Alcohol sales are dropping while nonalcoholic booze is on the rise - and it reveals a dark truth about social media surveillance culture
- Nonalcoholic beer and cocktail sales are exploding.
- Millennials and Gen Z are drinking less than older generations, in part due to fears related to losing control while drunk and having the evidence shared on Snapchat, Instagram, or Facebook.
- As police and government organizations increasingly monitor social media, the culture of surveillance extends far beyond declining booze sales.
Nonalcoholic beer and cocktail sales are exploding.
Sales of nonalcoholic beer have grown 3.9% on average for the past five years, while overall beer sales have remained flat, the Wall Street Journal reported this week. Nonalcoholic brews are the fastest-growing segment in the beer industry, Axios reports, citing a 2018 GlobalData report. Nonalcoholic cocktails are also on the rise, with Coca-Cola launching a booze-free cocktail concept called Bar None this year.
There are many reasons why nonalcoholic sales are on the rise, as beer giants try to boost sales in areas - such as many Middle Eastern countries - where alcohol faces more legal and religious baggage. However, one of the major reasons why nonalcoholic beverages are on the rise is that millennials and Gen Z around the world are drinking less than older generations.
A 2018 report from Berenberg Research found that respondents in their teens and early 20s were drinking over 20% less per capita than millennials did at the same age. And 64% of Gen Z respondents said that they expected to drink alcohol less frequently when they grew older than today's older generations do.
Again, this decline in drinking is tied to a number of factors. Younger generations are more concerned about health and more likely to favor marijuana over booze. But, according to market research firm Mintel, one reason for the decline in drinking is that younger people are seeking control in the face of constant social media surveillance.
"Control has become a key watchword for today's younger drinkers," Jonny Forsyth, a global food and drink analyst at Mintel, said in 2017.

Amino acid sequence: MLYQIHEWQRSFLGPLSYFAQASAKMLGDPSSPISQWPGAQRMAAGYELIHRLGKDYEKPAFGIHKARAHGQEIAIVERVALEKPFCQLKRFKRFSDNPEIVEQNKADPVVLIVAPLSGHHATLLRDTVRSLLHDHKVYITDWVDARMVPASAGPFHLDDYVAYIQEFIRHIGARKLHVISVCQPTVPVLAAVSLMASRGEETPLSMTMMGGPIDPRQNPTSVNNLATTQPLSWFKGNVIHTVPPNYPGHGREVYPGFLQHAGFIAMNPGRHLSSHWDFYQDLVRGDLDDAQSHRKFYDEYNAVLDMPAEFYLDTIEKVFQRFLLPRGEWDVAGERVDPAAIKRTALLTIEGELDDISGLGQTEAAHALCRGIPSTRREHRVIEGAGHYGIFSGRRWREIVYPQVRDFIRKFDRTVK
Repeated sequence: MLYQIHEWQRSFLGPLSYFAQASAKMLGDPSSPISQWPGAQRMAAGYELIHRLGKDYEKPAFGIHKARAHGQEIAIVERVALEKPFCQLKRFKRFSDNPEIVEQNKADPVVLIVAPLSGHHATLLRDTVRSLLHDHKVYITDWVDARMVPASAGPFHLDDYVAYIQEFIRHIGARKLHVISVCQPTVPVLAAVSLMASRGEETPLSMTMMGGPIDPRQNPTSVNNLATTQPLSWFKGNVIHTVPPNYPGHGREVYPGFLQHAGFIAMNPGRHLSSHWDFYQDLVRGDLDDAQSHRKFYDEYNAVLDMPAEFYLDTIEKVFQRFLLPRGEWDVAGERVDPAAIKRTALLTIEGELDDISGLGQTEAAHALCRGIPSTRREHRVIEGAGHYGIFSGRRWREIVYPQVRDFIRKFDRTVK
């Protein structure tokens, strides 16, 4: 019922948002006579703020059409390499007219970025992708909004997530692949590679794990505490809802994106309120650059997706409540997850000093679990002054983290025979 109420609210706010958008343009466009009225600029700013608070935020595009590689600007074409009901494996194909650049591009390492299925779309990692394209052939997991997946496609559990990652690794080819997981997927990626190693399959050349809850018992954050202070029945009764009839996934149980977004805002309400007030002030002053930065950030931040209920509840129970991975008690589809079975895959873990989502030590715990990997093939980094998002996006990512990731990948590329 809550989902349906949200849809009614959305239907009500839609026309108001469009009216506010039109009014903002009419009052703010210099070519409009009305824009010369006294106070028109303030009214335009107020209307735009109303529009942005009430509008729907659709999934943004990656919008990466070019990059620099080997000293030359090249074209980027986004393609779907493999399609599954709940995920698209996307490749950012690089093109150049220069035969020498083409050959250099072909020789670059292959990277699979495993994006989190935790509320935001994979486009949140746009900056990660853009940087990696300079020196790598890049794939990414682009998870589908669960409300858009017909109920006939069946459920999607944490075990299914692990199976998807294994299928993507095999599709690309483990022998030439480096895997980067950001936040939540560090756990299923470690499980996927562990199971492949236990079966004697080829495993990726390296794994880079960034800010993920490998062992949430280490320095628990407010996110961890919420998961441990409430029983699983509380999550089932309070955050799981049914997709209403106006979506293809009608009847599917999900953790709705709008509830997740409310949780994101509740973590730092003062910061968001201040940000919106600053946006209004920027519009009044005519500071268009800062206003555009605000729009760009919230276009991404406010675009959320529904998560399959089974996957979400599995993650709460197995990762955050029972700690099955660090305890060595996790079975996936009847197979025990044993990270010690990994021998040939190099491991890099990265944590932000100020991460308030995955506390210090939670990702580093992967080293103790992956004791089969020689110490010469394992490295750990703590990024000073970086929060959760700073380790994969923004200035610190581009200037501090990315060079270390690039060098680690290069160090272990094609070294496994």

"Unlike previous cohorts, their nights out are documented through photos, videos and posts across social media where it is likely to remain for the rest of their lives," Forsyth continued. "Over-drinking is therefore something many seek to avoid."
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Pamela Rutledge, director of the Media Psychology Research Center and instructor at UC Irvine Extension and Fielding Graduate University, told Vice's Munchies something similar in 2018.
"Before social media, embarrassing behavior, while likely gossiped about, was visually undocumented. Therefore, the embarrassed person was unlikely to have to face up to their behavior in any meaningful way," Rutledge said.
"Social media increases accountability for one's actions," Rutledge continued. "People like to control their public image on social media since it is permanent rather than ephemeral. Embarrassing 'moments' are no longer moments, but posted in perpetuity for all to see without engaging in damage control."
In other words, millennial and Gen Z's decline in drinking is part of a wider cultural shift thanks to a culture of social media surveillance that younger people have accepted as normal.
"Having grown up with the Internet, we knew that the things we put online were potentially permanent and that, inevitably, someone was watching," Maya Kosoff recently wrote in the Washington Post. "We internalized its omnipresent logic of surveillance, crafting our behavior and our virtual selves in accordance with the knowledge that someone, somewhere might one day judge us."
And, these younger generations are correct in their assumptions that they are being watched on social media.
Earlier this week, ProPublica Illinois and WBEZ Chicago reported that the Chicago Police Department worked with the public school system to survey and analyze students' potential gang-related activities. Last week, the American Civil Liberties Union accused the Boston Police Department of using a social media monitoring program that unfairly targeted certain groups, including Muslims. In China, social media is likely to play a major part in the roll out of a "social credit system" that ranks citizens based on their behavior.
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